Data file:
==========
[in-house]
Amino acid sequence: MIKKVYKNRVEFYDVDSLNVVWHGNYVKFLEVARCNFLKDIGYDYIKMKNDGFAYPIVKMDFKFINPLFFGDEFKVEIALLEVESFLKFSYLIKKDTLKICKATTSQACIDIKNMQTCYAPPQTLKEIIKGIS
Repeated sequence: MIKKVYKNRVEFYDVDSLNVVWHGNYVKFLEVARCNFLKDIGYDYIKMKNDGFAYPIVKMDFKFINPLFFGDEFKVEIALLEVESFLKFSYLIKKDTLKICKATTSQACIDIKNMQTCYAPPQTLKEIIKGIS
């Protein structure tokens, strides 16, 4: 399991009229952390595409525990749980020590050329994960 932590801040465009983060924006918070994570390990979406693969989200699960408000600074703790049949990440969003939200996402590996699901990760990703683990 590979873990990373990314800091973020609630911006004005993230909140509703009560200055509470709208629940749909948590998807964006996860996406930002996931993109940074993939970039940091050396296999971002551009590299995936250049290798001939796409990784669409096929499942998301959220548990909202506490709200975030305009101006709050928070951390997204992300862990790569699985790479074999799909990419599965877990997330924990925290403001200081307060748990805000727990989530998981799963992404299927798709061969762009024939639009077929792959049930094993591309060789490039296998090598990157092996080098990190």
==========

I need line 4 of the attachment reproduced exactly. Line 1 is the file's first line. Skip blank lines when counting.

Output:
């Protein structure tokens, strides 16, 4: 399991009229952390595409525990749980020590050329994960 932590801040465009983060924006918070994570390990979406693969989200699960408000600074703790049949990440969003939200996402590996699901990760990703683990 590979873990990373990314800091973020609630911006004005993230909140509703009560200055509470709208629940749909948590998807964006996860996406930002996931993109940074993939970039940091050396296999971002551009590299995936250049290798001939796409990784669409096929499942998301959220548990909202506490709200975030305009101006709050928070951390997204992300862990790569699985790479074999799909990419599965877990997330924990925290403001200081307060748990805000727990989530998981799963992404299927798709061969762009024939639009077929792959049930094993591309060789490039296998090598990157092996080098990190």